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Velocity Map Imaging


The velocity map imaging (VMI) method allows us to take a picture of the velocities, i.e. speed and direction, of the products of dynamical processes such as photodissociation and bimolecular collisions. VMI is an adaptation of time of flight mass spectrometry (ToFMS), and as such also has the ability to separate, and selectively detect, ions by mass. In our experiments such ions have usually been formed by the quantum state selective Resonance Enhanced Multi Photon Ionisation (REMPI) method. We use REMPI-VMI as a detection technique in a wide variety of our experimental projects to give us a simultaneous measurement of the internal energy & velocity of reaction products.

A decade after the development of ion imaging by Chandler & Houston1 (the addition of 2d imaging capability to a standard ToF apparatus with homogeneous fields) Eppink and Parker introduced the Velocity-Map Imaging technique.2 They removed the grid electrodes, replacing them with circular ring electrodes. The simplest velocity-mapping design requires 3 electrodes, and the resulting electric field structure is inhomogeneous. The first advantage over the Wiley-Maclaren design is the removal of the distortions and transmission losses arising from the grid electrodes. However, much more importantly, it also introduces mapping of the velocity of the ions to different locations on the detector, independent of their initial positions. This is a result of the shape of the inhomogeneous fields, which form an Einzel lens. This provides both a direct measure of the desired property, and one that is of much higher resolution (a factor of 20 improvement over ion imaging in Eppink and Parkers initial apparatus). Even better performance can be achieved with more sophisticated ion-optic designs, particularly by separating the acceleration and focussing stages.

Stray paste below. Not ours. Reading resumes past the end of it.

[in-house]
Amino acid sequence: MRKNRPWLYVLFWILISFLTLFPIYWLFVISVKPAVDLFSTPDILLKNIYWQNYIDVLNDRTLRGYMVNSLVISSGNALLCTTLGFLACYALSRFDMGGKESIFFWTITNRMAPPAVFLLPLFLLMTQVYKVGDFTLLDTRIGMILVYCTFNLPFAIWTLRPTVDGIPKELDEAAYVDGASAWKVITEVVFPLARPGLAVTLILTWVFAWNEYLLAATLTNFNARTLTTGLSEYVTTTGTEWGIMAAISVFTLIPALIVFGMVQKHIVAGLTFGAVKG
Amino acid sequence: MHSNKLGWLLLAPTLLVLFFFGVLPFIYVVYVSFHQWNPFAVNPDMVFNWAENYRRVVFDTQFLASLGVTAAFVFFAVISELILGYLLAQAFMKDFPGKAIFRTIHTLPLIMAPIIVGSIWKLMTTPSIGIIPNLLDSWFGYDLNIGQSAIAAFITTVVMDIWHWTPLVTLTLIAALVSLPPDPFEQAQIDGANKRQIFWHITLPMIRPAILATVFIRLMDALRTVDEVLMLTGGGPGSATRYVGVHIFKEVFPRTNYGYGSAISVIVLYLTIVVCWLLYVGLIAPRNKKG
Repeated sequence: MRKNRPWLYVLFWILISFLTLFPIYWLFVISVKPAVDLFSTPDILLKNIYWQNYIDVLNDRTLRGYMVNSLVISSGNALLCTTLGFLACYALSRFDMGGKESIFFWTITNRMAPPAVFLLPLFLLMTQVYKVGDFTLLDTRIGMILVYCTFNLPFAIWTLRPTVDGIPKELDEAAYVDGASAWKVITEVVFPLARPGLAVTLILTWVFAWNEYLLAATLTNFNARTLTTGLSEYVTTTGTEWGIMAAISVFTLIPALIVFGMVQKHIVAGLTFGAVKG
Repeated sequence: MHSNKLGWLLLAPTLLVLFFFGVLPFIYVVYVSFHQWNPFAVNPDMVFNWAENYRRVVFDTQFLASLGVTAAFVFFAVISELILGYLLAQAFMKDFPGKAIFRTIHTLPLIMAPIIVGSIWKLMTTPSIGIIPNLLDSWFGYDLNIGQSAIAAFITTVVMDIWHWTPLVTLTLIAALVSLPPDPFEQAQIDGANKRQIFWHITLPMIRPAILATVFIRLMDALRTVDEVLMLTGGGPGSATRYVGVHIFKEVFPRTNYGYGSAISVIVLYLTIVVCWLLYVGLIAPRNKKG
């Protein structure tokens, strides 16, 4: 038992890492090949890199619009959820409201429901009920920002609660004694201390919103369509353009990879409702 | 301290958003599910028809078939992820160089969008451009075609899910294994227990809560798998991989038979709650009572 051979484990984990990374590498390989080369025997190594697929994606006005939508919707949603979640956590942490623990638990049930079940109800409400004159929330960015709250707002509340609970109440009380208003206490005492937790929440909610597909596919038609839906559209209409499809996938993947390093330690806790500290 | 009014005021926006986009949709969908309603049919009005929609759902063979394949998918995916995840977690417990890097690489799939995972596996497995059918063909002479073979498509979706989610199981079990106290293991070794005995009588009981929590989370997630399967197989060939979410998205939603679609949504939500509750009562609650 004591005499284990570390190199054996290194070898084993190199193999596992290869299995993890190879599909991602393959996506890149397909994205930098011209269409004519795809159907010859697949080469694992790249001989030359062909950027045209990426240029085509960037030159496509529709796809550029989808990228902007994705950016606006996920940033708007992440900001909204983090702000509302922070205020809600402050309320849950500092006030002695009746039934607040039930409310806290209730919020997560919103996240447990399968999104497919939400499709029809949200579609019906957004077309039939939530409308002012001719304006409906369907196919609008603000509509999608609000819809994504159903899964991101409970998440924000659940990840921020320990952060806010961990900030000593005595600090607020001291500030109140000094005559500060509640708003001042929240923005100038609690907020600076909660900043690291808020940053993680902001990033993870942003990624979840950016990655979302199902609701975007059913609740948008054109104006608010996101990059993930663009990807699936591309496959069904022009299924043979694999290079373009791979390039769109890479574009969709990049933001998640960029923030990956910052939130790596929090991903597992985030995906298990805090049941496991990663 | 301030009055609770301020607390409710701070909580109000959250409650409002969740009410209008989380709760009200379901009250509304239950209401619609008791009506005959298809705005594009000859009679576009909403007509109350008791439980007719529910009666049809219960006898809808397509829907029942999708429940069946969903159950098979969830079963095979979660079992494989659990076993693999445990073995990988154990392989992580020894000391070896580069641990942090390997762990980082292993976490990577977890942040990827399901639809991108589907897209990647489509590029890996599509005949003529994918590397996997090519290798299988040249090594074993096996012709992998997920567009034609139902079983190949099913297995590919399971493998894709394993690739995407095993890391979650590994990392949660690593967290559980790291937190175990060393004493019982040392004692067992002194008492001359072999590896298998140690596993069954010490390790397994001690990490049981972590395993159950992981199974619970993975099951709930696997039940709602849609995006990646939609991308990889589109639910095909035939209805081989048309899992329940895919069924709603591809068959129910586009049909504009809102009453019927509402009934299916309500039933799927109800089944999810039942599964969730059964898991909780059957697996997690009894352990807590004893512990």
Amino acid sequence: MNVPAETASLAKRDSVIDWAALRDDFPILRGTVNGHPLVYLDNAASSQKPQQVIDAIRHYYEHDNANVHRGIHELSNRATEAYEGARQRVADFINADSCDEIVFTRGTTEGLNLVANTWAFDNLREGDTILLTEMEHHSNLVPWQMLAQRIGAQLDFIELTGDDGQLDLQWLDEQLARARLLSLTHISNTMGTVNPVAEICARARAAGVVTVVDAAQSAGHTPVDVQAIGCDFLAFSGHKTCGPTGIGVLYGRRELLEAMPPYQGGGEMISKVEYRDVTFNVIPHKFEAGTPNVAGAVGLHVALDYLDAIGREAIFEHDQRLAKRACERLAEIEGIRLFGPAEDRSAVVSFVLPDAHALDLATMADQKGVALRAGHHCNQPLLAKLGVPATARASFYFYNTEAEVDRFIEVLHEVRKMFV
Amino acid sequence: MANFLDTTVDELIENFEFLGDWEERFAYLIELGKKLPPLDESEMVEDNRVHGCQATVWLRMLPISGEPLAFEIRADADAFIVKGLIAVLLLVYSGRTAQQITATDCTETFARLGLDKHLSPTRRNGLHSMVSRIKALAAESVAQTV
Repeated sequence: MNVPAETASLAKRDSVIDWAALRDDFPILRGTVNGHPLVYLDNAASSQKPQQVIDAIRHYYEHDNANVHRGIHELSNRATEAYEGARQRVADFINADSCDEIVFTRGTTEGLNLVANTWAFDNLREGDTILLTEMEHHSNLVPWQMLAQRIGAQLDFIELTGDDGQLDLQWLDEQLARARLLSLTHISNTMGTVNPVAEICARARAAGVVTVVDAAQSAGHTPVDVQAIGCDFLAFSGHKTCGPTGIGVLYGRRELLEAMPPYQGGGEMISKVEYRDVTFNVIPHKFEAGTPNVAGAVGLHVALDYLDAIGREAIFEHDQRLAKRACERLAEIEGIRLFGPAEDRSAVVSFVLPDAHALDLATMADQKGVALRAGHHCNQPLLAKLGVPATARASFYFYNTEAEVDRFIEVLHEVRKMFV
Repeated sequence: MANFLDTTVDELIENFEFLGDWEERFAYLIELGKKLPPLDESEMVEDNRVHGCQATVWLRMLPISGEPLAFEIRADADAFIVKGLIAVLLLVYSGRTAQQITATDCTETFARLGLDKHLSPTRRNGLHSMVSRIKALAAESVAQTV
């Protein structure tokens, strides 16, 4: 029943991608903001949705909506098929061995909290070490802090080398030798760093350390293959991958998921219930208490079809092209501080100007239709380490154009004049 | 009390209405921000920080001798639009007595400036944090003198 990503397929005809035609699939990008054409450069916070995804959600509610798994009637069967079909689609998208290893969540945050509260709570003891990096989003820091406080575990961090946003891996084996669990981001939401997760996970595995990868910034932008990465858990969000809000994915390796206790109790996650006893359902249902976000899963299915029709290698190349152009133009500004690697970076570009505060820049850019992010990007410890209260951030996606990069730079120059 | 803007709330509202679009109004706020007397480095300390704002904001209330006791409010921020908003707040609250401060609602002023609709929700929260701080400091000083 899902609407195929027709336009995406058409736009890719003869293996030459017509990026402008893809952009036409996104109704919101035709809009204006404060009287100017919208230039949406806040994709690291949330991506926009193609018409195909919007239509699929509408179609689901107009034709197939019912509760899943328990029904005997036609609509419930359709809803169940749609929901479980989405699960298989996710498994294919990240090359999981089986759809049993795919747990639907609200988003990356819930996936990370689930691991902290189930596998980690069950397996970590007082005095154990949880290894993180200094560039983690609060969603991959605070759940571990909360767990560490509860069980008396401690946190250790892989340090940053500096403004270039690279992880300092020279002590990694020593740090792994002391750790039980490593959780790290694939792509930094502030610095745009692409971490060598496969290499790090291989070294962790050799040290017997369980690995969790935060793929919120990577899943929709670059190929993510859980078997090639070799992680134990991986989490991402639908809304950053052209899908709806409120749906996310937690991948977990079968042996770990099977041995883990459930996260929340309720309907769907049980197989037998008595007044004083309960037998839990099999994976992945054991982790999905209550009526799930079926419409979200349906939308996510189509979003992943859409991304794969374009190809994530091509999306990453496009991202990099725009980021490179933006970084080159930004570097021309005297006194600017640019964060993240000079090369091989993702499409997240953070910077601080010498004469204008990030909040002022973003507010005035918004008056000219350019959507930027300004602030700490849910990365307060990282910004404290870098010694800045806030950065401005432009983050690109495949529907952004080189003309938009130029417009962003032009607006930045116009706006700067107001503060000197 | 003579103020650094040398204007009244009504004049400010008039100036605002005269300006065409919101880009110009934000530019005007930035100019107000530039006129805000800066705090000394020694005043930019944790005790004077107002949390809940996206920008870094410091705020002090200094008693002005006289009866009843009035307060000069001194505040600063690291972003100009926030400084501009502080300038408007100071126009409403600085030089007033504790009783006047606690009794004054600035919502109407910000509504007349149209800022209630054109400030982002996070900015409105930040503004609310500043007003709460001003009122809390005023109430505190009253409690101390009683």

Schematic of a Wiley-Maclaren ToFMS
Fig.2. SIMION simulation of the electric fields in Eppink & Parkers VMI design. The repeller, extractor and ground electrodes are shown (R, E and G). Some of the representative inhomogeneous electric field contours are shown as red lines. A beam of molecules enters the ionisation region through a small aperture in the repeller plate. Ions are generated by REMPI using a laser (cyan line). The subsequent trajectories of the ions are shown as black lines, you can see that even over a short flight distance these ions with the same velocity are being focused toward the same spot on the detector.
  1. Two-dimensional imaging of state-selected photodissociation products detected by multiphoton ionization.

    D. Chandler and P. Houston,

    Journal of Chemical Physics, 87 1445–1447, (1987).


  2. Velocity map imaging of ions and electrons using electrostatic lenses: Application in photoelectron and photofragment ion imaging of molecular oxygen.

    A. Eppink and D. Parker,

    Review of Scientific Instruments, 68 3477–3484, (1997).